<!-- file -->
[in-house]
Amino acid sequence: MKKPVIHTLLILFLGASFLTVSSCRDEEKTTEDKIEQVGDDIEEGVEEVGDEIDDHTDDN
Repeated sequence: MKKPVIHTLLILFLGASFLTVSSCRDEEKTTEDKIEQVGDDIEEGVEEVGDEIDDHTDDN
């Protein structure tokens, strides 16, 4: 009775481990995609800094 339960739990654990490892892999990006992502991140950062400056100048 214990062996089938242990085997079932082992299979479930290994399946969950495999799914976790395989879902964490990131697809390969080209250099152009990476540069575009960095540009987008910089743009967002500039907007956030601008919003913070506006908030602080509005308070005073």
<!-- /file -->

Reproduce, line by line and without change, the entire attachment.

[in-house]
Amino acid sequence: MKKPVIHTLLILFLGASFLTVSSCRDEEKTTEDKIEQVGDDIEEGVEEVGDEIDDHTDDN
Repeated sequence: MKKPVIHTLLILFLGASFLTVSSCRDEEKTTEDKIEQVGDDIEEGVEEVGDEIDDHTDDN
């Protein structure tokens, strides 16, 4: 009775481990995609800094 339960739990654990490892892999990006992502991140950062400056100048 214990062996089938242990085997079932082992299979479930290994399946969950495999799914976790395989879902964490990131697809390969080209250099152009990476540069575009960095540009987008910089743009967002500039907007956030601008919003913070506006908030602080509005308070005073």